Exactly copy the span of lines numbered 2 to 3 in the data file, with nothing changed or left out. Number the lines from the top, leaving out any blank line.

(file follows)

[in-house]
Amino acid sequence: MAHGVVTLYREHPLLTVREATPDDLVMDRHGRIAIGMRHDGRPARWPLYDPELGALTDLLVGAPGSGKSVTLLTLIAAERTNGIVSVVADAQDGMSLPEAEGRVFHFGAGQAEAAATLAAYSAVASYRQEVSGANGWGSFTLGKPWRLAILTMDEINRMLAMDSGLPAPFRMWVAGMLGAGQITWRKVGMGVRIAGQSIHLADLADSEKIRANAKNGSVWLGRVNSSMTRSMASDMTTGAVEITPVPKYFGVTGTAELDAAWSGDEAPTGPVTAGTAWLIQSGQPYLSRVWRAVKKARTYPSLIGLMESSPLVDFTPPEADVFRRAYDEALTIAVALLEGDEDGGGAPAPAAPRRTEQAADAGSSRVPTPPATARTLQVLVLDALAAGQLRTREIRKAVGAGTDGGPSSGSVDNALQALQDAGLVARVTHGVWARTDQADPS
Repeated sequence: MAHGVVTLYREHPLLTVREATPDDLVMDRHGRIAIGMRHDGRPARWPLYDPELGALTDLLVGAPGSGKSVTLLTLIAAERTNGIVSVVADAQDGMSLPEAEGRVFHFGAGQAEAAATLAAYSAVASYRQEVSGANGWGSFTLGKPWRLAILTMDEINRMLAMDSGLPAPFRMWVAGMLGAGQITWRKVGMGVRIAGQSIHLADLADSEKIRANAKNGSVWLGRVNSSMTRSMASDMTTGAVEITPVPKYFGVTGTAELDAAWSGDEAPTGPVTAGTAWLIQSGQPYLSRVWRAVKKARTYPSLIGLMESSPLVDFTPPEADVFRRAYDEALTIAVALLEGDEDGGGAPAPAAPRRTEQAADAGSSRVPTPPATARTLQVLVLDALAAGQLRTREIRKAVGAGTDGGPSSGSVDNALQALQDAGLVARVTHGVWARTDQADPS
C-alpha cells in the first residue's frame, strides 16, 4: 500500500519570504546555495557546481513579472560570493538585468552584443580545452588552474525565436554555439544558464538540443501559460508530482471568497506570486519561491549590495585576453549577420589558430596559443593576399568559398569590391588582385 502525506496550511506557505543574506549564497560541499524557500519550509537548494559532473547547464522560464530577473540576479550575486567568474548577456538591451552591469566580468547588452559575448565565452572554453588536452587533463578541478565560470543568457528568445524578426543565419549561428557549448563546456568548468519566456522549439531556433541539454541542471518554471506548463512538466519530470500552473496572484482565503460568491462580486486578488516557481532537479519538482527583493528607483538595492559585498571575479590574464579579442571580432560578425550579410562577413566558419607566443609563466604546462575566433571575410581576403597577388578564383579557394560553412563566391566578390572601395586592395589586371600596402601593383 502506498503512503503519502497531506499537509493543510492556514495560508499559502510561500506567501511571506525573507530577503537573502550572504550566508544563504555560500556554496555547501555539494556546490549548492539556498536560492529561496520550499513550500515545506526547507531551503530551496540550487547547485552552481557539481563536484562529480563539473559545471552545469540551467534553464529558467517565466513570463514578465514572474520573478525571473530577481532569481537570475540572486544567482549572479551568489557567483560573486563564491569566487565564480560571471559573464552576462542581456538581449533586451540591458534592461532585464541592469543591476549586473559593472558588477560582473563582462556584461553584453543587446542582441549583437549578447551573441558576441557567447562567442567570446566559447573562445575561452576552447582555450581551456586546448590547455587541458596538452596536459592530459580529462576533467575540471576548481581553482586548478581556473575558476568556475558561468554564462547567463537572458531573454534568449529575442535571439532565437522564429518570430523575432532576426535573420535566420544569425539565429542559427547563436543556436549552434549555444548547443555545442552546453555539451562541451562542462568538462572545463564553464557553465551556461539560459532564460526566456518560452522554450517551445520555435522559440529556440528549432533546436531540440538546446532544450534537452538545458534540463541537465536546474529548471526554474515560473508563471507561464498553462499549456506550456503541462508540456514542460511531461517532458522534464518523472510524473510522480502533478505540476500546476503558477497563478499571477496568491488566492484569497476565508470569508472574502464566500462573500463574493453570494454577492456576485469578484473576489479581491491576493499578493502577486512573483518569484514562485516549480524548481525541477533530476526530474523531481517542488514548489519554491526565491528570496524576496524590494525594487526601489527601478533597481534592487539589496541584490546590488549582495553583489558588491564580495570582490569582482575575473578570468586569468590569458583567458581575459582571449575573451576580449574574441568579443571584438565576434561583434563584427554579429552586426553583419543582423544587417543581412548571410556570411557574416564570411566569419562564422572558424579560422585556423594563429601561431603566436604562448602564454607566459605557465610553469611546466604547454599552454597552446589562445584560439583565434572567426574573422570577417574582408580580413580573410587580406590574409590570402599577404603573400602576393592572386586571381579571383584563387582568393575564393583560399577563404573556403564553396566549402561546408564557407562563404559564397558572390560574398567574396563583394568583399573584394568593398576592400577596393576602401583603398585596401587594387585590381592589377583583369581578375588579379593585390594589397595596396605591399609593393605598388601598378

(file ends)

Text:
Amino acid sequence: MAHGVVTLYREHPLLTVREATPDDLVMDRHGRIAIGMRHDGRPARWPLYDPELGALTDLLVGAPGSGKSVTLLTLIAAERTNGIVSVVADAQDGMSLPEAEGRVFHFGAGQAEAAATLAAYSAVASYRQEVSGANGWGSFTLGKPWRLAILTMDEINRMLAMDSGLPAPFRMWVAGMLGAGQITWRKVGMGVRIAGQSIHLADLADSEKIRANAKNGSVWLGRVNSSMTRSMASDMTTGAVEITPVPKYFGVTGTAELDAAWSGDEAPTGPVTAGTAWLIQSGQPYLSRVWRAVKKARTYPSLIGLMESSPLVDFTPPEADVFRRAYDEALTIAVALLEGDEDGGGAPAPAAPRRTEQAADAGSSRVPTPPATARTLQVLVLDALAAGQLRTREIRKAVGAGTDGGPSSGSVDNALQALQDAGLVARVTHGVWARTDQADPS
Repeated sequence: MAHGVVTLYREHPLLTVREATPDDLVMDRHGRIAIGMRHDGRPARWPLYDPELGALTDLLVGAPGSGKSVTLLTLIAAERTNGIVSVVADAQDGMSLPEAEGRVFHFGAGQAEAAATLAAYSAVASYRQEVSGANGWGSFTLGKPWRLAILTMDEINRMLAMDSGLPAPFRMWVAGMLGAGQITWRKVGMGVRIAGQSIHLADLADSEKIRANAKNGSVWLGRVNSSMTRSMASDMTTGAVEITPVPKYFGVTGTAELDAAWSGDEAPTGPVTAGTAWLIQSGQPYLSRVWRAVKKARTYPSLIGLMESSPLVDFTPPEADVFRRAYDEALTIAVALLEGDEDGGGAPAPAAPRRTEQAADAGSSRVPTPPATARTLQVLVLDALAAGQLRTREIRKAVGAGTDGGPSSGSVDNALQALQDAGLVARVTHGVWARTDQADPS